[show abstract][hide abstract] ABSTRACT: A dynamic phase transition (DPT) with respect to the period P of an applied alternating magnetic field has been observed previously in numerical simulations of magnetic systems. However, experimental evidence for this DPT has thus far been limited to qualitative observations of hysteresis loop collapse in studies of hysteresis loop area scaling. Here, we present significantly stronger evidence for the experimental observation of this DPT, in a [Co(4 A)/Pt(7 A)]_3-multilayer system with strong perpendicular anisotropy. We applied an out-of-plane, time-varying (sawtooth) field to the [Co/Pt]_3 multilayer, in the presence of a small additional constant field, H_b. We then measured the resulting out-of-plane magnetization time series to produce nonequilibrium phase diagrams (NEPDs) of the cycle-averaged magnetization, Q, and its variance, Var(Q), as functions of P and H_b. The experimental NEPDs are found to strongly resemble those calculated from simulations of a kinetic Ising model under analagous conditions. The similarity of the experimental and simulated NEPDs, in particular the presence of a localized peak in the variance Var(Q) in the experimental results, constitutes strong evidence for the presence of this DPT in our magnetic multilayer samples. Technical challenges related to the hysteretic nature and response time of the electromagnet used to generate the time-varying applied field precluded us from extracting meaningful critical scaling exponents from the current data. However, based on our results, we propose refinements to the experimental procedure which could potentially enable the determination of critical exponents in the future. Comment: substantial revision; 26 pages, 9 figures; to appear in Phys. Rev. B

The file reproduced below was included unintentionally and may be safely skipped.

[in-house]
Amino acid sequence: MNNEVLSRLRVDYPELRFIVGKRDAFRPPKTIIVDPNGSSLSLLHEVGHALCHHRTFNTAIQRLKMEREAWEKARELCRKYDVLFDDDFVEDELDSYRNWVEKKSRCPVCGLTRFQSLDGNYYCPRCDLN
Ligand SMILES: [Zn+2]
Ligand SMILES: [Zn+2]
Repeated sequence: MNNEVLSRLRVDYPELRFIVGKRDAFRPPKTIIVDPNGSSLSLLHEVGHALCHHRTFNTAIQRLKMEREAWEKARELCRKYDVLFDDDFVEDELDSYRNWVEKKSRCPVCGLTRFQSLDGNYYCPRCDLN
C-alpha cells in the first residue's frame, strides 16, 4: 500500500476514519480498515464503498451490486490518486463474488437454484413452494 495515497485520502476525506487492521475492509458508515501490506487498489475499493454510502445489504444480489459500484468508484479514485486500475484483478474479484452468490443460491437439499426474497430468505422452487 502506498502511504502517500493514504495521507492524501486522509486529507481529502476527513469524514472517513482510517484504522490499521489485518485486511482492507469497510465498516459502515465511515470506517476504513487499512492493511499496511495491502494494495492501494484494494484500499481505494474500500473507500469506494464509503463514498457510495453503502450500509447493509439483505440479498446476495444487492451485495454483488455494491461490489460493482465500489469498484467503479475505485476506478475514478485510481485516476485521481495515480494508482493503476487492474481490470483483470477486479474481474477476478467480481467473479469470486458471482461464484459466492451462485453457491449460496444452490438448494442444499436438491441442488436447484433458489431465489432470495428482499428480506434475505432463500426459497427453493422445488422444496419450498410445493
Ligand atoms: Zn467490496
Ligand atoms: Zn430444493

[show abstract][hide abstract] ABSTRACT: We propose a new, cyclic-voltammetry based experimental technique that can not only differentiate between discontinuous and continuous phase transitions in an adsorbate layer, but also quite accurately recover equilibrium behavior from dynamic analysis of systems with a continuous phase transition. The Electrochemical first-order reversal curve (EC-FORC) diagram for a discontinuous phase transition (nucleation and growth), such as occurs in underpotential deposition, is characterized by a negative region, while such a region does not exist for a continuous phase transition, such as occurs in the electrosorption of Br on Ag(100). Moreover, for systems with a continuous phase transition, the minima of the individual EC-FORCs trace the equilibrium curve, even at very high scan rates. Since obtaining experimental data for the EC-FORC method would require only a simple reprogramming of the potentiostat used in conventional cyclic-voltammetry experiments, we believe that this method has significant potential for easy, rapid, in-situ analysis of systems undergoing electrochemical deposition.